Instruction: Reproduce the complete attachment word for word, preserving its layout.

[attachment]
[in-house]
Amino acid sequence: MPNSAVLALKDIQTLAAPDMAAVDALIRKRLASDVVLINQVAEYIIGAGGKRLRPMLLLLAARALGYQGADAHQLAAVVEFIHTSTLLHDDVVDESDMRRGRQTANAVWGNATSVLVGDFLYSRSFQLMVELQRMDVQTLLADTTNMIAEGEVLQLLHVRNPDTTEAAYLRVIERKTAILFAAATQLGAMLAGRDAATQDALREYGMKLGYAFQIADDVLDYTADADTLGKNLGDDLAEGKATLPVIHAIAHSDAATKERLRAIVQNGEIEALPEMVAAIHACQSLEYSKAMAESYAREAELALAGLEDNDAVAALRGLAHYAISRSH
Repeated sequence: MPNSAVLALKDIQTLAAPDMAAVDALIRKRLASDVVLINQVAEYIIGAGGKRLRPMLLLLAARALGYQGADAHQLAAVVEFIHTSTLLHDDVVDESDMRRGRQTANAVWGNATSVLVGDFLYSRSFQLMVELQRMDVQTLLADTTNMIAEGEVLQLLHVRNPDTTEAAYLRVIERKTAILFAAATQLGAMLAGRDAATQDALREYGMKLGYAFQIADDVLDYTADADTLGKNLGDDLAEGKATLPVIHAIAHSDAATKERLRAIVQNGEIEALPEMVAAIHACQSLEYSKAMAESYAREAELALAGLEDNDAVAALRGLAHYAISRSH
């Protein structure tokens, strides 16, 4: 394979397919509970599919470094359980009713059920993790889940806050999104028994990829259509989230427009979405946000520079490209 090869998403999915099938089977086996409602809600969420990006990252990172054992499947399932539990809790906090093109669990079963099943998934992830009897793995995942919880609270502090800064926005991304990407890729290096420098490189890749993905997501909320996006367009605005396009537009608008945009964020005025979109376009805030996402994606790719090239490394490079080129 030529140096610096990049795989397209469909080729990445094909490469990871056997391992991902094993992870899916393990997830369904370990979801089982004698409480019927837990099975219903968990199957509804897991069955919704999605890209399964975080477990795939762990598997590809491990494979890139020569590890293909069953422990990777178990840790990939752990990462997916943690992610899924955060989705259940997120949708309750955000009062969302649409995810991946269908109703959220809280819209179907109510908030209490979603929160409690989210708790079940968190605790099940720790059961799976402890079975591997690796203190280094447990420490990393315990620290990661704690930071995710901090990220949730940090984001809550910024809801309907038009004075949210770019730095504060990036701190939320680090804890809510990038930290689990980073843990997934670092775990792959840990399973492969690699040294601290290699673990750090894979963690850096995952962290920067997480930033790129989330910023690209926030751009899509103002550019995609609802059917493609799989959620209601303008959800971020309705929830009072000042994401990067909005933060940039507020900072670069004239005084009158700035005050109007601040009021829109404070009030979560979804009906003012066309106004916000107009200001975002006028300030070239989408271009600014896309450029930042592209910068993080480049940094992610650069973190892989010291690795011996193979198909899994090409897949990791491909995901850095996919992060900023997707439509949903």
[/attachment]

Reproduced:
[in-house]
Amino acid sequence: MPNSAVLALKDIQTLAAPDMAAVDALIRKRLASDVVLINQVAEYIIGAGGKRLRPMLLLLAARALGYQGADAHQLAAVVEFIHTSTLLHDDVVDESDMRRGRQTANAVWGNATSVLVGDFLYSRSFQLMVELQRMDVQTLLADTTNMIAEGEVLQLLHVRNPDTTEAAYLRVIERKTAILFAAATQLGAMLAGRDAATQDALREYGMKLGYAFQIADDVLDYTADADTLGKNLGDDLAEGKATLPVIHAIAHSDAATKERLRAIVQNGEIEALPEMVAAIHACQSLEYSKAMAESYAREAELALAGLEDNDAVAALRGLAHYAISRSH
Repeated sequence: MPNSAVLALKDIQTLAAPDMAAVDALIRKRLASDVVLINQVAEYIIGAGGKRLRPMLLLLAARALGYQGADAHQLAAVVEFIHTSTLLHDDVVDESDMRRGRQTANAVWGNATSVLVGDFLYSRSFQLMVELQRMDVQTLLADTTNMIAEGEVLQLLHVRNPDTTEAAYLRVIERKTAILFAAATQLGAMLAGRDAATQDALREYGMKLGYAFQIADDVLDYTADADTLGKNLGDDLAEGKATLPVIHAIAHSDAATKERLRAIVQNGEIEALPEMVAAIHACQSLEYSKAMAESYAREAELALAGLEDNDAVAALRGLAHYAISRSH
């Protein structure tokens, strides 16, 4: 394979397919509970599919470094359980009713059920993790889940806050999104028994990829259509989230427009979405946000520079490209 090869998403999915099938089977086996409602809600969420990006990252990172054992499947399932539990809790906090093109669990079963099943998934992830009897793995995942919880609270502090800064926005991304990407890729290096420098490189890749993905997501909320996006367009605005396009537009608008945009964020005025979109376009805030996402994606790719090239490394490079080129 030529140096610096990049795989397209469909080729990445094909490469990871056997391992991902094993992870899916393990997830369904370990979801089982004698409480019927837990099975219903968990199957509804897991069955919704999605890209399964975080477990795939762990598997590809491990494979890139020569590890293909069953422990990777178990840790990939752990990462997916943690992610899924955060989705259940997120949708309750955000009062969302649409995810991946269908109703959220809280819209179907109510908030209490979603929160409690989210708790079940968190605790099940720790059961799976402890079975591997690796203190280094447990420490990393315990620290990661704690930071995710901090990220949730940090984001809550910024809801309907038009004075949210770019730095504060990036701190939320680090804890809510990038930290689990980073843990997934670092775990792959840990399973492969690699040294601290290699673990750090894979963690850096995952962290920067997480930033790129989330910023690209926030751009899509103002550019995609609802059917493609799989959620209601303008959800971020309705929830009072000042994401990067909005933060940039507020900072670069004239005084009158700035005050109007601040009021829109404070009030979560979804009906003012066309106004916000107009200001975002006028300030070239989408271009600014896309450029930042592209910068993080480049940094992610650069973190892989010291690795011996193979198909899994090409897949990791491909995901850095996919992060900023997707439509949903």